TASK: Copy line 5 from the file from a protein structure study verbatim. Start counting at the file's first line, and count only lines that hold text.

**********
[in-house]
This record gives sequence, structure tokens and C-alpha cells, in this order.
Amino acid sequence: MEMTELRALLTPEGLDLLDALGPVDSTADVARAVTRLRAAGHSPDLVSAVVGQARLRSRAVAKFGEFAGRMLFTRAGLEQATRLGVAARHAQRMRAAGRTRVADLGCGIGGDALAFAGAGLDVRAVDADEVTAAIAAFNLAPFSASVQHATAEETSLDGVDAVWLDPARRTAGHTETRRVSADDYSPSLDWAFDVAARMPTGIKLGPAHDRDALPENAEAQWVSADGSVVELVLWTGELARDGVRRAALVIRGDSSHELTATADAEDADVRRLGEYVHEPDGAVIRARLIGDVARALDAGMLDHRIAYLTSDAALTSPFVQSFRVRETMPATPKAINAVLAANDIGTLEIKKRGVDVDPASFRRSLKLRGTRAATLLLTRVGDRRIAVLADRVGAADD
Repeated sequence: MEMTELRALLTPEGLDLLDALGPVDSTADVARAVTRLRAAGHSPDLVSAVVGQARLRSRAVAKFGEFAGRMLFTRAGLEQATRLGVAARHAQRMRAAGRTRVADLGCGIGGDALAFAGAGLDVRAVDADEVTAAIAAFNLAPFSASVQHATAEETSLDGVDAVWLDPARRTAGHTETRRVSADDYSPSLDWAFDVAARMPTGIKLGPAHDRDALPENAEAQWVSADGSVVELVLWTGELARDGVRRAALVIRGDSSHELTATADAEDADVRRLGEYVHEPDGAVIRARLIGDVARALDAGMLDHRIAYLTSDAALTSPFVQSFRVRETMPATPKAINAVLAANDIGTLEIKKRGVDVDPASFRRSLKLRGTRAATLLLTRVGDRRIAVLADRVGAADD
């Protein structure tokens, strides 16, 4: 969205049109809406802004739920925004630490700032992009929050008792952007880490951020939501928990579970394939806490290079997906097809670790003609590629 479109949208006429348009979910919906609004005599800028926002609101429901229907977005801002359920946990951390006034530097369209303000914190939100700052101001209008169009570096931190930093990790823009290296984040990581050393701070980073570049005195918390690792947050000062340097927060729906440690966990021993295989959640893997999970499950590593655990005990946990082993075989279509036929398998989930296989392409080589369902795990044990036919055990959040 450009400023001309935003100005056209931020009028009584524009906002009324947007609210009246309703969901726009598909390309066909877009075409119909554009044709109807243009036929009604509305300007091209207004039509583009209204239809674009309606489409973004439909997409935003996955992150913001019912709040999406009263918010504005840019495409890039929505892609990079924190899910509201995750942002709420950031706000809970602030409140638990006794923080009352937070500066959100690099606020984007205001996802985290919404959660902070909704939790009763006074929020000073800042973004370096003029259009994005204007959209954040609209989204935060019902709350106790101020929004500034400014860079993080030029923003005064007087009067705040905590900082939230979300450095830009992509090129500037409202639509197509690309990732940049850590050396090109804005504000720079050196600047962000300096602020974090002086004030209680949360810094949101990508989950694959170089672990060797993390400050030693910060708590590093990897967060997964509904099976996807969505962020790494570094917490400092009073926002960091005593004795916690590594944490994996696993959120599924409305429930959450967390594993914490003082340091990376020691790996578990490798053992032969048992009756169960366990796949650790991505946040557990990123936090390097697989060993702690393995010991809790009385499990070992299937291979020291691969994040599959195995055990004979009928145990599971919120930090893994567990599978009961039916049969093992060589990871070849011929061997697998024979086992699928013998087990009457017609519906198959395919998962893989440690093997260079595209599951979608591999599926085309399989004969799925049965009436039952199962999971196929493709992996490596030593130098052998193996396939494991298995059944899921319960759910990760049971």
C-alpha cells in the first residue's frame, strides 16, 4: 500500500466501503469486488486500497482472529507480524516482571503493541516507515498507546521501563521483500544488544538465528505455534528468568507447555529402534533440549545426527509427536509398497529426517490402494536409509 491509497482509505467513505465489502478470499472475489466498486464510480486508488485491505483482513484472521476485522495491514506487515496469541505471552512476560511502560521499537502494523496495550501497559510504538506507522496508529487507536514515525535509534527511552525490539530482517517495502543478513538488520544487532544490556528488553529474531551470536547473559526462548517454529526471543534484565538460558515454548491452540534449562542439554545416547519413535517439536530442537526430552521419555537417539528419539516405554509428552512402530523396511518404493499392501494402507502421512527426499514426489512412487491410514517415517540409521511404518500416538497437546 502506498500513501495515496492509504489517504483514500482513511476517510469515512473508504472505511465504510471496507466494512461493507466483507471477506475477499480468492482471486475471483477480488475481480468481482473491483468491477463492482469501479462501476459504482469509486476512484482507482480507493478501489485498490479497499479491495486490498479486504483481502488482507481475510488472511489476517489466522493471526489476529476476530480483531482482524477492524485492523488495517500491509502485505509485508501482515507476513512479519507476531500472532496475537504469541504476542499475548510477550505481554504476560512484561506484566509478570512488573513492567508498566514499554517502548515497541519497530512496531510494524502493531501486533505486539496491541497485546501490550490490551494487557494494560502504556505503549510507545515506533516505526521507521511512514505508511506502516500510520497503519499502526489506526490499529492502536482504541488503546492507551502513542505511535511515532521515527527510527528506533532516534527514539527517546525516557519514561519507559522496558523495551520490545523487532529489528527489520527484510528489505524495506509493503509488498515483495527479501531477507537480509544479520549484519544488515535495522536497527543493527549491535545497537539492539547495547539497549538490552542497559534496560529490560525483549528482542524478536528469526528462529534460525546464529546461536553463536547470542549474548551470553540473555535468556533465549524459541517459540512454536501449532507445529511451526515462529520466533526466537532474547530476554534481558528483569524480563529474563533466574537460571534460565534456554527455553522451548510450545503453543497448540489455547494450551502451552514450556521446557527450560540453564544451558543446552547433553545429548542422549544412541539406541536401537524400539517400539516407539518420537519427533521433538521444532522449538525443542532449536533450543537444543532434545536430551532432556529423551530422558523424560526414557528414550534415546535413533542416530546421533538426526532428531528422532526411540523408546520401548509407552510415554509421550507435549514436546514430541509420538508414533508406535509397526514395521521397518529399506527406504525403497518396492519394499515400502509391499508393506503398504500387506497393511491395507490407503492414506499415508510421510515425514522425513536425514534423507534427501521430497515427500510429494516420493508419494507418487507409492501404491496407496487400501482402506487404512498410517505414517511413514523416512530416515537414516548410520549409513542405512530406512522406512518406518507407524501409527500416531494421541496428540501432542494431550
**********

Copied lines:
């Protein structure tokens, strides 16, 4: 969205049109809406802004739920925004630490700032992009929050008792952007880490951020939501928990579970394939806490290079997906097809670790003609590629 479109949208006429348009979910919906609004005599800028926002609101429901229907977005801002359920946990951390006034530097369209303000914190939100700052101001209008169009570096931190930093990790823009290296984040990581050393701070980073570049005195918390690792947050000062340097927060729906440690966990021993295989959640893997999970499950590593655990005990946990082993075989279509036929398998989930296989392409080589369902795990044990036919055990959040 450009400023001309935003100005056209931020009028009584524009906002009324947007609210009246309703969901726009598909390309066909877009075409119909554009044709109807243009036929009604509305300007091209207004039509583009209204239809674009309606489409973004439909997409935003996955992150913001019912709040999406009263918010504005840019495409890039929505892609990079924190899910509201995750942002709420950031706000809970602030409140638990006794923080009352937070500066959100690099606020984007205001996802985290919404959660902070909704939790009763006074929020000073800042973004370096003029259009994005204007959209954040609209989204935060019902709350106790101020929004500034400014860079993080030029923003005064007087009067705040905590900082939230979300450095830009992509090129500037409202639509197509690309990732940049850590050396090109804005504000720079050196600047962000300096602020974090002086004030209680949360810094949101990508989950694959170089672990060797993390400050030693910060708590590093990897967060997964509904099976996807969505962020790494570094917490400092009073926002960091005593004795916690590594944490994996696993959120599924409305429930959450967390594993914490003082340091990376020691790996578990490798053992032969048992009756169960366990796949650790991505946040557990990123936090390097697989060993702690393995010991809790009385499990070992299937291979020291691969994040599959195995055990004979009928145990599971919120930090893994567990599978009961039916049969093992060589990871070849011929061997697998024979086992699928013998087990009457017609519906198959395919998962893989440690093997260079595209599951979608591999599926085309399989004969799925049965009436039952199962999971196929493709992996490596030593130098052998193996396939494991298995059944899921319960759910990760049971």